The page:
Construction near wetlands
• Carlisle School building project. Lee Storrs, chair of the School Building Committee, addressed the possibility that some of the school renovation work may be in the 100-foot buffer zone. The area of concern is a temporary play area below (north of) the Carlisle Castle that will be set back 60 feet from Church Street. “We plan on putting up a temporary fence to enclose the area and keep the kids safe,” said Storrs. “It will be hand installed, U-type posts driven into the ground to support a dark green plastic snow fence. We also plan to trim back some of the underbrush.” The nearest wetland is behind the First Religious Society and the fencing appears to be outside the buffer zone. Commission members agreed, but decided no vote was needed to conclude that a Notice of Intent was unnecessary.
• 385 Curve Street. Homeowner Clyde Kessel has completed his home addition, which was located within the 100 foot buffer zone, and built a new septic system. Conservation Administrator Sylvia Willard received a letter from the engineer saying that it was done according to the plan and her site visit confirmed that the site is well vegetated. The commission voted 6-0 to issue a Certificate of Compliance.
• 511 Brook Street. Scott Henderson of 511 Brook Street completed a septic system retaining wall in the buffer zone. A site visit and letter from the engineer verified that it was done according to the plan. The house has been on the market and presently has a buyer. Commission members suggested that the new buyer be advised that the area is located in the buffer zone in case they attempt any future landscaping. “Welcome to town,” joked member Peter Burn as the commission voted 6-0 to issue a Certificate of Compliance.
• 917 Maple Street. Applicant Patricia Robbins filed a Notice of Intent to replace a deteriorating culvert and headwall in her driveway. The 36-inch corrugated metal pipe is 40 years old and badly rusted to the point of collapse. The contractor estimates that it will take seven to ten days of construction for a replacement in-kind, requiring the stream to be diverted (pumped) around the site for three or four days. One six-inch maple will need to be removed to allow construction equipment to maneuver. The commission voted 6-0 to issue a Standard Order of Conditions.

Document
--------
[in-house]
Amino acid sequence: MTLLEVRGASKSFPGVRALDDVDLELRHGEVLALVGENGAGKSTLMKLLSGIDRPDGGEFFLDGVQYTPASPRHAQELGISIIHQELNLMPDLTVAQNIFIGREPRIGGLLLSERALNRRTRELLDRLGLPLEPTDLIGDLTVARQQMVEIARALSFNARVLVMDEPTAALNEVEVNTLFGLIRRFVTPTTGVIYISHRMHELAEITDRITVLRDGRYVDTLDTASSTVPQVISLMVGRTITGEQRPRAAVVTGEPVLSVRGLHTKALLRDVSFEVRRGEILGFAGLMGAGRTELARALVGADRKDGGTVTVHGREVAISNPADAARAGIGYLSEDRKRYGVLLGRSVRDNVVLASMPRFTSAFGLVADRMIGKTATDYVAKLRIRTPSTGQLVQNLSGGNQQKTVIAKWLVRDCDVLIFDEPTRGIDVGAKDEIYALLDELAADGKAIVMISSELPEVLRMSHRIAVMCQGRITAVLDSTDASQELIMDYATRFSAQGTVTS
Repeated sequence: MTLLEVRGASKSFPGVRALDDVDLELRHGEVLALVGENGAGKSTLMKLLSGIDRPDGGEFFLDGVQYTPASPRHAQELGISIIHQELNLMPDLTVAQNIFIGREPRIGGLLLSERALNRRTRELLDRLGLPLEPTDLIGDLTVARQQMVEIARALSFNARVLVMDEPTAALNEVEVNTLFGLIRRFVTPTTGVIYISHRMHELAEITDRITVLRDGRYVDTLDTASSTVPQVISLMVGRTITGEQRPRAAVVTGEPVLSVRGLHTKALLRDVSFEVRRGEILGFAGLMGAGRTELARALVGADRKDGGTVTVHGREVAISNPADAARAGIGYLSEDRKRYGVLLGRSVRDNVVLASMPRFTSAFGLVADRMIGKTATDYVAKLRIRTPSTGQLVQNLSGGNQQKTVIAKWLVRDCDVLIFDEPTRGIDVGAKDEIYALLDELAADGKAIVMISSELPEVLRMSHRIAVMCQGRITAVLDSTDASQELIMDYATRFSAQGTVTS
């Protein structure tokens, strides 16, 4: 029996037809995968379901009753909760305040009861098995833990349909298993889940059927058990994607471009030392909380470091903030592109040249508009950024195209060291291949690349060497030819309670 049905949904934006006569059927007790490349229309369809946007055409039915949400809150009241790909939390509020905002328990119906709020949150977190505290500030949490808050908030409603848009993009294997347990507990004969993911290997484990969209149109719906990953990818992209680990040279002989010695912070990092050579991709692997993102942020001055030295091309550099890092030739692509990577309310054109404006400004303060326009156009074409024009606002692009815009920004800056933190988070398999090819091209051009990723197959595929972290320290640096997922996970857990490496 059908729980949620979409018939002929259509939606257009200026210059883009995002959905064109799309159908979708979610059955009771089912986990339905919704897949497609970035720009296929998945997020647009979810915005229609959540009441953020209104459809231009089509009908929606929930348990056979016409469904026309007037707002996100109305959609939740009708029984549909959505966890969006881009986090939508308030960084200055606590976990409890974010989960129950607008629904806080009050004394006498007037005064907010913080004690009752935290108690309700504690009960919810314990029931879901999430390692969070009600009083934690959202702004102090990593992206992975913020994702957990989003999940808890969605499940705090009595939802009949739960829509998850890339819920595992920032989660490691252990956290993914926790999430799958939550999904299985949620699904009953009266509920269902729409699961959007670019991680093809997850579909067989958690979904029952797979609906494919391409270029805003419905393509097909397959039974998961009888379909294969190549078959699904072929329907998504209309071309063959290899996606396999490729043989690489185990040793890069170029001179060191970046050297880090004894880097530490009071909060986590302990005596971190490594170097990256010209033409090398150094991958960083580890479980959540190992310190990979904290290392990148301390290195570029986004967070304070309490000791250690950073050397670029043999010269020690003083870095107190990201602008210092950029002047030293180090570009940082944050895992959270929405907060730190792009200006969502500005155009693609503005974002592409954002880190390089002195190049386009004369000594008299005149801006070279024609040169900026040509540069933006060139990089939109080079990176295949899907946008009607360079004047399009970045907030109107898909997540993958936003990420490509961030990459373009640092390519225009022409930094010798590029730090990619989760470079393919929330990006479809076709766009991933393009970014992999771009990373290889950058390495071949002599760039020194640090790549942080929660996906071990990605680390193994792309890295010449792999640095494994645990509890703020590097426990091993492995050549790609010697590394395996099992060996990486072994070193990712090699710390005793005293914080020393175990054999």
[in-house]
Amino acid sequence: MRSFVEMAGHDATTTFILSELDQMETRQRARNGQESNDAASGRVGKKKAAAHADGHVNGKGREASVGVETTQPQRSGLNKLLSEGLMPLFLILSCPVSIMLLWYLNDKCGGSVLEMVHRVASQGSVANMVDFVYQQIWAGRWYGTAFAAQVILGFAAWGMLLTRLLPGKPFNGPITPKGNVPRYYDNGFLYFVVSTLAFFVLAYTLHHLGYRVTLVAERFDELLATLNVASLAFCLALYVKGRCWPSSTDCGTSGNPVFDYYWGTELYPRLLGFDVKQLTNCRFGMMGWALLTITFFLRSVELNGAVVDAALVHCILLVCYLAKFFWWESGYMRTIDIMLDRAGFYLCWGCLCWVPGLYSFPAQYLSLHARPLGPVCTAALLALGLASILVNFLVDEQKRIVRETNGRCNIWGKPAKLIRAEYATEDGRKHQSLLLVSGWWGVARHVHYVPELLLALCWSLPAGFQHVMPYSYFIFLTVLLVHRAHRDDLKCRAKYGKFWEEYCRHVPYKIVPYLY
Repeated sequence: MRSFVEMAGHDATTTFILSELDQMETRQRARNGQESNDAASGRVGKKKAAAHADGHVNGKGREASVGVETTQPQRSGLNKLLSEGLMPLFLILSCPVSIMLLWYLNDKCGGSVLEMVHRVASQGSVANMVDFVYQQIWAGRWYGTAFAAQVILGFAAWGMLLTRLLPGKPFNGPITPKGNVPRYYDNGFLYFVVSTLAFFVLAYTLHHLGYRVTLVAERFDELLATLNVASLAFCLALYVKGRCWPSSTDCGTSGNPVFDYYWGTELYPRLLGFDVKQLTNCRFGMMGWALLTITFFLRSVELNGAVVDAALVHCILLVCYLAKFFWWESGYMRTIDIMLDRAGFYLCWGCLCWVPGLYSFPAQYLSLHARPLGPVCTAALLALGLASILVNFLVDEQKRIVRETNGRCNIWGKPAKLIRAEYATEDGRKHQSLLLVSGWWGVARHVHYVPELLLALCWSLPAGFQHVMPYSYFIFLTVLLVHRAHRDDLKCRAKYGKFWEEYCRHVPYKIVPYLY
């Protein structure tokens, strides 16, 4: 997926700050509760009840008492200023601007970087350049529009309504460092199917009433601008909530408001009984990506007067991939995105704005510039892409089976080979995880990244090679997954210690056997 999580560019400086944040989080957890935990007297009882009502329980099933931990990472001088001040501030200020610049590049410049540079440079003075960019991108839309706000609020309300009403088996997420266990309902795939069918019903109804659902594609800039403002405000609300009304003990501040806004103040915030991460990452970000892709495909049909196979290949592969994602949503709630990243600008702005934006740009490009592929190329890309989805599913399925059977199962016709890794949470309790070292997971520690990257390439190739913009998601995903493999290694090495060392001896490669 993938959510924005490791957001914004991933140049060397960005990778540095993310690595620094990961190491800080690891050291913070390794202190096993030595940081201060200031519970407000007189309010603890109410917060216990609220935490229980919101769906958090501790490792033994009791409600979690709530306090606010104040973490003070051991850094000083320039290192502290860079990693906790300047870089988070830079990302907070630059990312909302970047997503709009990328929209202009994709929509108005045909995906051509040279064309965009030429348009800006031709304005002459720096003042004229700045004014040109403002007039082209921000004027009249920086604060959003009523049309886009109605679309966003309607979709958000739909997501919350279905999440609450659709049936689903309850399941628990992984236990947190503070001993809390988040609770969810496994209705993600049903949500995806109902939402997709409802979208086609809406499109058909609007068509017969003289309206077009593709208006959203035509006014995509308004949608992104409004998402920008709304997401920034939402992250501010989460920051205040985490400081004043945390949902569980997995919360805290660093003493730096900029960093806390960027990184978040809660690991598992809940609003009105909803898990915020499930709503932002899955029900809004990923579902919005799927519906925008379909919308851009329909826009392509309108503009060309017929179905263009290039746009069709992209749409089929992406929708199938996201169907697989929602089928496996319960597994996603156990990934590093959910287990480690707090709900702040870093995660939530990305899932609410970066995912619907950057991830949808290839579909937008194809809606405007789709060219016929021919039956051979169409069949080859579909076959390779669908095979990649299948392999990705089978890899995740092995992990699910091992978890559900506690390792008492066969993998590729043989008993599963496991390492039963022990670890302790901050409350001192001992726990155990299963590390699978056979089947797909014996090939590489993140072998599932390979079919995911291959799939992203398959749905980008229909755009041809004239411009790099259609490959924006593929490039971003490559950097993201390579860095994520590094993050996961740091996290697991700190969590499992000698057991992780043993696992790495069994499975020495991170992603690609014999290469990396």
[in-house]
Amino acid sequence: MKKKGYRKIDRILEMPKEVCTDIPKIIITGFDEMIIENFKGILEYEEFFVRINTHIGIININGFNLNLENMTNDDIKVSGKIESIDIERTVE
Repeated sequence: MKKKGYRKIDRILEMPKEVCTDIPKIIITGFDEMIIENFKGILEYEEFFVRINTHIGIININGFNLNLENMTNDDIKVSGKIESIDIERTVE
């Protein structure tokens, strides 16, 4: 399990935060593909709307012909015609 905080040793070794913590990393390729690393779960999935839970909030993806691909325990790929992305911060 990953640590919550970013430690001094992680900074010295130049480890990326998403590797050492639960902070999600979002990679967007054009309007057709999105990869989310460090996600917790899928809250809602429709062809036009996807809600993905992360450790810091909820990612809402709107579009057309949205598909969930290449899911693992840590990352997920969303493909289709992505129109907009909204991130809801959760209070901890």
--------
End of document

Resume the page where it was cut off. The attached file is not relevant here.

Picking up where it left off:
• Berry Corner Lane. George Dimakarakos, from the engineering firm Stamski & McNary, presented plans for upgrading Berry Corner Lane to meet Planning Board requirements. This includes filling and compacting driveway potholes, replacing broken cleanout covers, and placing an 18-inch stone and reflector at each cleanout. Some of the work is within the 100-foot buffer zone of a bordering wetland vegetation, which is what brought Dimakarakos to the ConsCom meeting. “There needs to be a perpetual understanding that maintenance needs to be done since it’s a gravel road,” he said. “Potholes form frequently and there’s enough traffic that it needs to be looked at regularly.”
Included on the plans is a note requiring that there will be a resurfacing of the driveway every two years by scraping it down and providing two inches of new gravel surface. There is also a requirement that the Commission be notified prior to the work. ConsCom members voted to issue a Standard Order of Conditions with a special condition indicated on the plan requiring regular maintenance in perpetuity.
• Executive Session. At the end of the meeting the commission went into closed session to discuss potential litigation. ∆